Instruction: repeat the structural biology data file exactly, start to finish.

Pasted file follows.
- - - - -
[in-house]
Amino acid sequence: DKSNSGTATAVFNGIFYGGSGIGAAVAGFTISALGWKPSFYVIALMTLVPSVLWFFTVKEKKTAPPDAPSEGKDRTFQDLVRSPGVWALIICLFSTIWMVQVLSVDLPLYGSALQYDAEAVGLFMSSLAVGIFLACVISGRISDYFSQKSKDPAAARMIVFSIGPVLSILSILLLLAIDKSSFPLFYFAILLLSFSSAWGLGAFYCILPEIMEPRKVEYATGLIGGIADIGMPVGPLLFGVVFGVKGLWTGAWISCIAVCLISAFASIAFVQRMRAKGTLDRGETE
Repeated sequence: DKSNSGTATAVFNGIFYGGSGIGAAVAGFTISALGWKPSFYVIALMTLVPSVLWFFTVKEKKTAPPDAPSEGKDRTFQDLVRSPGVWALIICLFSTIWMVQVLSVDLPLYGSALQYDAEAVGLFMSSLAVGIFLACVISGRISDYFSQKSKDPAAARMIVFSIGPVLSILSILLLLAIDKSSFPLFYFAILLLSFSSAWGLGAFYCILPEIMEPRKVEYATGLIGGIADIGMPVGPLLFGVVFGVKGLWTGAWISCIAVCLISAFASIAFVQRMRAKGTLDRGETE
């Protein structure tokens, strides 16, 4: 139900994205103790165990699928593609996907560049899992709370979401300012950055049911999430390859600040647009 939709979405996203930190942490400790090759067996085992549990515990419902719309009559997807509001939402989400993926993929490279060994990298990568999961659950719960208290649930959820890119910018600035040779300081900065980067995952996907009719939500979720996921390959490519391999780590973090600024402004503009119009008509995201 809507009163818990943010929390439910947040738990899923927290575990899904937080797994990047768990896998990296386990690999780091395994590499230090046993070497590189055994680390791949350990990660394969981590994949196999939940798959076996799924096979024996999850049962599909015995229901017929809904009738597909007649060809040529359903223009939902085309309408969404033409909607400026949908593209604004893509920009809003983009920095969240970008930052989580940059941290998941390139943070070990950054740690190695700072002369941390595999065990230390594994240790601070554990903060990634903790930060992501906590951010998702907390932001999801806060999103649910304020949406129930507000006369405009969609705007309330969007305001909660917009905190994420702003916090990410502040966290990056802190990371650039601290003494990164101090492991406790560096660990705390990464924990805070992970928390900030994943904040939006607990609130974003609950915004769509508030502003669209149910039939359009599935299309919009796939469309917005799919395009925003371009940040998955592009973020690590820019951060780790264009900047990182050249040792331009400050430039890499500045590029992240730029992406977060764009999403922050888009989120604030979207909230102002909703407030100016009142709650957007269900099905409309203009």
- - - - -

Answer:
[in-house]
Amino acid sequence: DKSNSGTATAVFNGIFYGGSGIGAAVAGFTISALGWKPSFYVIALMTLVPSVLWFFTVKEKKTAPPDAPSEGKDRTFQDLVRSPGVWALIICLFSTIWMVQVLSVDLPLYGSALQYDAEAVGLFMSSLAVGIFLACVISGRISDYFSQKSKDPAAARMIVFSIGPVLSILSILLLLAIDKSSFPLFYFAILLLSFSSAWGLGAFYCILPEIMEPRKVEYATGLIGGIADIGMPVGPLLFGVVFGVKGLWTGAWISCIAVCLISAFASIAFVQRMRAKGTLDRGETE
Repeated sequence: DKSNSGTATAVFNGIFYGGSGIGAAVAGFTISALGWKPSFYVIALMTLVPSVLWFFTVKEKKTAPPDAPSEGKDRTFQDLVRSPGVWALIICLFSTIWMVQVLSVDLPLYGSALQYDAEAVGLFMSSLAVGIFLACVISGRISDYFSQKSKDPAAARMIVFSIGPVLSILSILLLLAIDKSSFPLFYFAILLLSFSSAWGLGAFYCILPEIMEPRKVEYATGLIGGIADIGMPVGPLLFGVVFGVKGLWTGAWISCIAVCLISAFASIAFVQRMRAKGTLDRGETE
């Protein structure tokens, strides 16, 4: 139900994205103790165990699928593609996907560049899992709370979401300012950055049911999430390859600040647009 939709979405996203930190942490400790090759067996085992549990515990419902719309009559997807509001939402989400993926993929490279060994990298990568999961659950719960208290649930959820890119910018600035040779300081900065980067995952996907009719939500979720996921390959490519391999780590973090600024402004503009119009008509995201 809507009163818990943010929390439910947040738990899923927290575990899904937080797994990047768990896998990296386990690999780091395994590499230090046993070497590189055994680390791949350990990660394969981590994949196999939940798959076996799924096979024996999850049962599909015995229901017929809904009738597909007649060809040529359903223009939902085309309408969404033409909607400026949908593209604004893509920009809003983009920095969240970008930052989580940059941290998941390139943070070990950054740690190695700072002369941390595999065990230390594994240790601070554990903060990634903790930060992501906590951010998702907390932001999801806060999103649910304020949406129930507000006369405009969609705007309330969007305001909660917009905190994420702003916090990410502040966290990056802190990371650039601290003494990164101090492991406790560096660990705390990464924990805070992970928390900030994943904040939006607990609130974003609950915004769509508030502003669209149910039939359009599935299309919009796939469309917005799919395009925003371009940040998955592009973020690590820019951060780790264009900047990182050249040792331009400050430039890499500045590029992240730029992406977060764009999403922050888009989120604030979207909230102002909703407030100016009142709650957007269900099905409309203009």